It is the mixed Celtic, Germanic (Angles, Saxons, Jutes, Franks), Norse (Vikings and Normans) and Greek and Latin heritage of the words in modern English that makes for the spelling and pronunciation issues with English words today.
Is it necessary to dedicate an entire thread to something of such little consequence as English? Usually we just criticize the spelling of trols and let it go at that.
It's the sort of thing that makes an interesting e-mail. You know, like the ones full of "facts" that are not true. This one is true and amusing.
He trolls for trolls.
So, what kind of a noise annoys an oyster?
I like the notion that English was three times conquered...
The Saxons from the south brought "Wish", the Norse from the North brought "Want" and the Franco-Normans brought "Desire".
All the same, and all just a bit different!
The Poles polish the Polish poles.
And the Teutons brought will. Will is wish in armor.
More of the same about English:
Why is abbreviated such a long word?
Why does monosyllabic have five syllables?
Why is brassiere singular and panties plural?
Why do we drive on parkways and park on driveways?
Why is it when you transport something by car, it's called a shipment, but when you transport something by ship, it's called cargo?
ough makes seven different sounds in English. I don't remember all of them though. (that's one)
dough and though are the same sound. That's five. I'm distracted right now (talking to my beloved) and can't even think of the other two! What am i even doing here? :D
I am sorry to hear that you think there is so little consequence to English? Try posting to all of us in Esperanto and check the response.
I wonder why (1)English is a requirement for most college majors in China and India and (2) is taken by most sciene and business majors in Japan, Korea as well as many European and Latin countries. Somehow, they all do not think English is of such little consequence.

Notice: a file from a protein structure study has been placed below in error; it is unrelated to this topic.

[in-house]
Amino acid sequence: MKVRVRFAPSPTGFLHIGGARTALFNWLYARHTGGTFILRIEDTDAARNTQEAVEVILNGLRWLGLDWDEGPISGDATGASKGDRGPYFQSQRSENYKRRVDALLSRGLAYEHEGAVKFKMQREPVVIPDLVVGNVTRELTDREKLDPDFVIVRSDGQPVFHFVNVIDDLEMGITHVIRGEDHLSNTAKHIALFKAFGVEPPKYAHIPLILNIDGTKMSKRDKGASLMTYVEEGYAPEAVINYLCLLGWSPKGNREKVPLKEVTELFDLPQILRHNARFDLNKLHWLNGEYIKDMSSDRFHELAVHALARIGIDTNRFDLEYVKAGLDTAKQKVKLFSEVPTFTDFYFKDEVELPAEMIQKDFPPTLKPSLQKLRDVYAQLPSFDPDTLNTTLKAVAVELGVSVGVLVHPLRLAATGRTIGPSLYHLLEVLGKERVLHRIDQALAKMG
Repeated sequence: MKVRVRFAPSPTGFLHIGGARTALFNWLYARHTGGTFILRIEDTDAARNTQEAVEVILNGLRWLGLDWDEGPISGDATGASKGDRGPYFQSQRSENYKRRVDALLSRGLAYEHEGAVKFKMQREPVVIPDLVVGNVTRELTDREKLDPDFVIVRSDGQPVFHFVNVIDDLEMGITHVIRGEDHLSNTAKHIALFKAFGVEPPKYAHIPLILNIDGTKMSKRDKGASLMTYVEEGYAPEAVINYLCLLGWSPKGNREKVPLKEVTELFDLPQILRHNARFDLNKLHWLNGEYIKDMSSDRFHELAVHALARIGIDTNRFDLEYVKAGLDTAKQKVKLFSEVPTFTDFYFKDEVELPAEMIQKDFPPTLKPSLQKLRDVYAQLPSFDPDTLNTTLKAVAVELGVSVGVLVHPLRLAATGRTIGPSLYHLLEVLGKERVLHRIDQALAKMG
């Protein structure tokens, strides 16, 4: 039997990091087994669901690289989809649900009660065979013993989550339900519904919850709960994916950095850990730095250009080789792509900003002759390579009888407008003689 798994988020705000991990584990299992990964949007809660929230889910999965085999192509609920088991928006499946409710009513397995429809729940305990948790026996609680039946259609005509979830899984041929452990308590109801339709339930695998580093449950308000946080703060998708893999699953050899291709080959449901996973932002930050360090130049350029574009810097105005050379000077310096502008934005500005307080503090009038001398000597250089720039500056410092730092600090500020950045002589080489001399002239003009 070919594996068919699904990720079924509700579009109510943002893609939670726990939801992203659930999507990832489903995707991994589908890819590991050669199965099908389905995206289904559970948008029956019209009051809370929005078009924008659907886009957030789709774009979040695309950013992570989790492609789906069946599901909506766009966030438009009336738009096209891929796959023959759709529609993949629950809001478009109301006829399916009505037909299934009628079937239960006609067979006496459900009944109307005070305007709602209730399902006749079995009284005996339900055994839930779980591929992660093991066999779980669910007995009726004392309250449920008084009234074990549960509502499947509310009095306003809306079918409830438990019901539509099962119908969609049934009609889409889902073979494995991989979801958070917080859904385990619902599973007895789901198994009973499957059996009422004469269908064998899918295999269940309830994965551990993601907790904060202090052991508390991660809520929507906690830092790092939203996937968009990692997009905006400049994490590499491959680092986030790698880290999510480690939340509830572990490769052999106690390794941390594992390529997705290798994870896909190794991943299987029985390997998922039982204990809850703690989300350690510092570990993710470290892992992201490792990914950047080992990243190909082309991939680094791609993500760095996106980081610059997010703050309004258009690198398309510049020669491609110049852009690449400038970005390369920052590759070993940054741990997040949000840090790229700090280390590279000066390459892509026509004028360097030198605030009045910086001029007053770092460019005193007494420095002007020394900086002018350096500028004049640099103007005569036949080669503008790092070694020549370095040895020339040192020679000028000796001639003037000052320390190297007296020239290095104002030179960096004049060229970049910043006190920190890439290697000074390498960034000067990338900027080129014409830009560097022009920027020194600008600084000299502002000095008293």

And "Fish" can be spelled "GHOTI" --- the "gh" from "enough," the "o" from "women," and the "ti" from "caution."
Here's another fave of mine, coincidentally also involving fish ... If you write the word five times, it's a sentence:
Fish fish fish fish fish.
Shall I post the explanation or wait?
Incidentally, the author makes a mistake right in the beginning with "peruse at your leisure." To peruse actually means to study carefully, but everyone gets that one wrong!
Thanks for your contributions
Why can't you "study carefully" at your leisure?
In fact, often when I am "studying carefully", I will do so "leisurely" over many sessions, instead of all at once, before I conclude that particular study.
Usage Note: Peruse has long meant to read thoroughly and is often used loosely when one could use the word read instead. Sometimes people use it to mean to glance over, skim, as in I only had a moment to peruse the manual quickly, but this usage is widely considered an error. Sixty-six percent of the Usage Panel finds it unacceptable
Thought, Bought, Brought
It does seem that at least one source agrees with you (I, however, maintain that it's a contradiction).
v : examine or consider with attention and in detail; "Please peruse this report at your leisure"
Also from dictionary.com
Here's the solution to "Fish fish fish fish fish."
Fish (ie, certain swimmy animals) fish (hunt) fish (other swimmy animals) fish (that other swimmy animals) fish (also hunt).
It's a little easier if you think of it as Fish fish fish that fish fish.
that's one sound though. I'm sorry i brought it up now, I didn't mean to stump everyone, but there are seven different sounds for "ought" (not gh)
thorough (or bough)
slough (or through)
rough (or cough)
though (or dough)
I can think clearly now. :) But i still can't remember.
Darn. I am one of those who councils friends in college not to rely on Internet sources, and it is only an Internet source that you can find in agreement with me. I guess it must be a fabulous Internet source. /laugh